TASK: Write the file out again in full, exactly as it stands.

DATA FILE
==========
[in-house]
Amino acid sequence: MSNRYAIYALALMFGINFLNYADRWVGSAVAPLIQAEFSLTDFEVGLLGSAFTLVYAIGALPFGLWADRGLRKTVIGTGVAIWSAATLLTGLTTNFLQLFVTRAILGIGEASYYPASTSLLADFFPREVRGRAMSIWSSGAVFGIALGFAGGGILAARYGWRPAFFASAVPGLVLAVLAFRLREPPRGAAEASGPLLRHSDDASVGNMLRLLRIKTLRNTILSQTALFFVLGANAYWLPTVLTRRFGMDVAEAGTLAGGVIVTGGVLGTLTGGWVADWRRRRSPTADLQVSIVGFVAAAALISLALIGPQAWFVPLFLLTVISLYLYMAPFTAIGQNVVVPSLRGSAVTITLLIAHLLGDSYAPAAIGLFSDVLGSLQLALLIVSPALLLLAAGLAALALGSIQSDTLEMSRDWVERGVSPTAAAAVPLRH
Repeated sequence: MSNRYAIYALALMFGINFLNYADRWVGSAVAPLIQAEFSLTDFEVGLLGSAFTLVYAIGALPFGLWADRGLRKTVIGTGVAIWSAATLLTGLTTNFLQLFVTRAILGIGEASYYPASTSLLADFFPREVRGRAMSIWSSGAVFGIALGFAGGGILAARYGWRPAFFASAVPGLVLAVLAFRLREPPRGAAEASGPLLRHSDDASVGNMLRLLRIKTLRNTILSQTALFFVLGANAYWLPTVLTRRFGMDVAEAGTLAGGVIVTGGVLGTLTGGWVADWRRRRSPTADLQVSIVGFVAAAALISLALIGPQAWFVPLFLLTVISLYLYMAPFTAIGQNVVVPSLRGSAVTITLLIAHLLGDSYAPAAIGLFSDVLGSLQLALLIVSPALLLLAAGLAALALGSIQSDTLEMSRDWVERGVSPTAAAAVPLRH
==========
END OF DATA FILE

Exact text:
[in-house]
Amino acid sequence: MSNRYAIYALALMFGINFLNYADRWVGSAVAPLIQAEFSLTDFEVGLLGSAFTLVYAIGALPFGLWADRGLRKTVIGTGVAIWSAATLLTGLTTNFLQLFVTRAILGIGEASYYPASTSLLADFFPREVRGRAMSIWSSGAVFGIALGFAGGGILAARYGWRPAFFASAVPGLVLAVLAFRLREPPRGAAEASGPLLRHSDDASVGNMLRLLRIKTLRNTILSQTALFFVLGANAYWLPTVLTRRFGMDVAEAGTLAGGVIVTGGVLGTLTGGWVADWRRRRSPTADLQVSIVGFVAAAALISLALIGPQAWFVPLFLLTVISLYLYMAPFTAIGQNVVVPSLRGSAVTITLLIAHLLGDSYAPAAIGLFSDVLGSLQLALLIVSPALLLLAAGLAALALGSIQSDTLEMSRDWVERGVSPTAAAAVPLRH
Repeated sequence: MSNRYAIYALALMFGINFLNYADRWVGSAVAPLIQAEFSLTDFEVGLLGSAFTLVYAIGALPFGLWADRGLRKTVIGTGVAIWSAATLLTGLTTNFLQLFVTRAILGIGEASYYPASTSLLADFFPREVRGRAMSIWSSGAVFGIALGFAGGGILAARYGWRPAFFASAVPGLVLAVLAFRLREPPRGAAEASGPLLRHSDDASVGNMLRLLRIKTLRNTILSQTALFFVLGANAYWLPTVLTRRFGMDVAEAGTLAGGVIVTGGVLGTLTGGWVADWRRRRSPTADLQVSIVGFVAAAALISLALIGPQAWFVPLFLLTVISLYLYMAPFTAIGQNVVVPSLRGSAVTITLLIAHLLGDSYAPAAIGLFSDVLGSLQLALLIVSPALLLLAAGLAALALGSIQSDTLEMSRDWVERGVSPTAAAAVPLRH